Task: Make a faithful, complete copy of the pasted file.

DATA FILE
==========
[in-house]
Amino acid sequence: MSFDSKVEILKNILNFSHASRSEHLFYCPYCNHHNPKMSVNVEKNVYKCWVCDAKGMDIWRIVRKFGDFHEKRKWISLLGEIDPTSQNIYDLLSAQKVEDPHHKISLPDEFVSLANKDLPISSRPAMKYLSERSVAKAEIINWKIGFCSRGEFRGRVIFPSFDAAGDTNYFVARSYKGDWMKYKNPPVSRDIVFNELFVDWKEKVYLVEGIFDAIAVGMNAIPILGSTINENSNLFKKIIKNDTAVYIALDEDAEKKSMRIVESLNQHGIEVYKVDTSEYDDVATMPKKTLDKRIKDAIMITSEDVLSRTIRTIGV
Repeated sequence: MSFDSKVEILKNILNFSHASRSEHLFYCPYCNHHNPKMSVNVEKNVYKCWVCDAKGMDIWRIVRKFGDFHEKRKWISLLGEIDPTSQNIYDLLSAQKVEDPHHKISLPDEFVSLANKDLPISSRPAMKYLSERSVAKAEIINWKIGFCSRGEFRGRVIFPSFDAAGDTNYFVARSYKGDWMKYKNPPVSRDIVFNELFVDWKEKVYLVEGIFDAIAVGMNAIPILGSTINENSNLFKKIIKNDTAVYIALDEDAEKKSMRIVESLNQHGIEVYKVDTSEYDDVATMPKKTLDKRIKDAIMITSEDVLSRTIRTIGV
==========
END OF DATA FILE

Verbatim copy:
[in-house]
Amino acid sequence: MSFDSKVEILKNILNFSHASRSEHLFYCPYCNHHNPKMSVNVEKNVYKCWVCDAKGMDIWRIVRKFGDFHEKRKWISLLGEIDPTSQNIYDLLSAQKVEDPHHKISLPDEFVSLANKDLPISSRPAMKYLSERSVAKAEIINWKIGFCSRGEFRGRVIFPSFDAAGDTNYFVARSYKGDWMKYKNPPVSRDIVFNELFVDWKEKVYLVEGIFDAIAVGMNAIPILGSTINENSNLFKKIIKNDTAVYIALDEDAEKKSMRIVESLNQHGIEVYKVDTSEYDDVATMPKKTLDKRIKDAIMITSEDVLSRTIRTIGV
Repeated sequence: MSFDSKVEILKNILNFSHASRSEHLFYCPYCNHHNPKMSVNVEKNVYKCWVCDAKGMDIWRIVRKFGDFHEKRKWISLLGEIDPTSQNIYDLLSAQKVEDPHHKISLPDEFVSLANKDLPISSRPAMKYLSERSVAKAEIINWKIGFCSRGEFRGRVIFPSFDAAGDTNYFVARSYKGDWMKYKNPPVSRDIVFNELFVDWKEKVYLVEGIFDAIAVGMNAIPILGSTINENSNLFKKIIKNDTAVYIALDEDAEKKSMRIVESLNQHGIEVYKVDTSEYDDVATMPKKTLDKRIKDAIMITSEDVLSRTIRTIGV